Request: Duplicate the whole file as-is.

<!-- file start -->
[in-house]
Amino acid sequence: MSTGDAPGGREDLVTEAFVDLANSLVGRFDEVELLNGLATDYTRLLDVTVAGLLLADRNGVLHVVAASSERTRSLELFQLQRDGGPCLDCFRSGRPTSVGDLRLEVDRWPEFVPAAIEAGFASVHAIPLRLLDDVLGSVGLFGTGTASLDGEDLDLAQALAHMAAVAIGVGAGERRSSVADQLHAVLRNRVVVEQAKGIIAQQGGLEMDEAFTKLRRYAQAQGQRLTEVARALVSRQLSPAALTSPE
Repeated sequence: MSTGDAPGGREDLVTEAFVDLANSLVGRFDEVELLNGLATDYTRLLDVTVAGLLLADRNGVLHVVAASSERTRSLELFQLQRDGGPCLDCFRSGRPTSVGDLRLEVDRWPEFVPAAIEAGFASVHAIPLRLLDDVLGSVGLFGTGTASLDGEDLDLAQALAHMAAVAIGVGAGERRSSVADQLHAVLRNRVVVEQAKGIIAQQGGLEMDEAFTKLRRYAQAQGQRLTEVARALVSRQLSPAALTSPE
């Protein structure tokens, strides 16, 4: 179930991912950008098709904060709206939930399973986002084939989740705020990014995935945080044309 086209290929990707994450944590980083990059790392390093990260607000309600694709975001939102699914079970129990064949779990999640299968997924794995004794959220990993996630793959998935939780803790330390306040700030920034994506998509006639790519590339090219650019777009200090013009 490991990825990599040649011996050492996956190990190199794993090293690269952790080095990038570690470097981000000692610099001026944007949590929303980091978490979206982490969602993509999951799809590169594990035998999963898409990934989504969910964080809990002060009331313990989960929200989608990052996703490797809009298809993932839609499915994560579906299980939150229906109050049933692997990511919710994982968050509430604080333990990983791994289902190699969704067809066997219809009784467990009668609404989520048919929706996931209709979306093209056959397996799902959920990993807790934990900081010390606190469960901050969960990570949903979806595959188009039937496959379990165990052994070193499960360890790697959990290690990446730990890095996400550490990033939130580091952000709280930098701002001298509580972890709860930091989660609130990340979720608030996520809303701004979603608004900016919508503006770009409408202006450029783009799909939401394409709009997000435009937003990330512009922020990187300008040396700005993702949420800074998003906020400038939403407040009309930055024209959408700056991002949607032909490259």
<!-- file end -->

[in-house]
Amino acid sequence: MSTGDAPGGREDLVTEAFVDLANSLVGRFDEVELLNGLATDYTRLLDVTVAGLLLADRNGVLHVVAASSERTRSLELFQLQRDGGPCLDCFRSGRPTSVGDLRLEVDRWPEFVPAAIEAGFASVHAIPLRLLDDVLGSVGLFGTGTASLDGEDLDLAQALAHMAAVAIGVGAGERRSSVADQLHAVLRNRVVVEQAKGIIAQQGGLEMDEAFTKLRRYAQAQGQRLTEVARALVSRQLSPAALTSPE
Repeated sequence: MSTGDAPGGREDLVTEAFVDLANSLVGRFDEVELLNGLATDYTRLLDVTVAGLLLADRNGVLHVVAASSERTRSLELFQLQRDGGPCLDCFRSGRPTSVGDLRLEVDRWPEFVPAAIEAGFASVHAIPLRLLDDVLGSVGLFGTGTASLDGEDLDLAQALAHMAAVAIGVGAGERRSSVADQLHAVLRNRVVVEQAKGIIAQQGGLEMDEAFTKLRRYAQAQGQRLTEVARALVSRQLSPAALTSPE
């Protein structure tokens, strides 16, 4: 179930991912950008098709904060709206939930399973986002084939989740705020990014995935945080044309 086209290929990707994450944590980083990059790392390093990260607000309600694709975001939102699914079970129990064949779990999640299968997924794995004794959220990993996630793959998935939780803790330390306040700030920034994506998509006639790519590339090219650019777009200090013009 490991990825990599040649011996050492996956190990190199794993090293690269952790080095990038570690470097981000000692610099001026944007949590929303980091978490979206982490969602993509999951799809590169594990035998999963898409990934989504969910964080809990002060009331313990989960929200989608990052996703490797809009298809993932839609499915994560579906299980939150229906109050049933692997990511919710994982968050509430604080333990990983791994289902190699969704067809066997219809009784467990009668609404989520048919929706996931209709979306093209056959397996799902959920990993807790934990900081010390606190469960901050969960990570949903979806595959188009039937496959379990165990052994070193499960360890790697959990290690990446730990890095996400550490990033939130580091952000709280930098701002001298509580972890709860930091989660609130990340979720608030996520809303701004979603608004900016919508503006770009409408202006450029783009799909939401394409709009997000435009937003990330512009922020990187300008040396700005993702949420800074998003906020400038939403407040009309930055024209959408700056991002949607032909490259």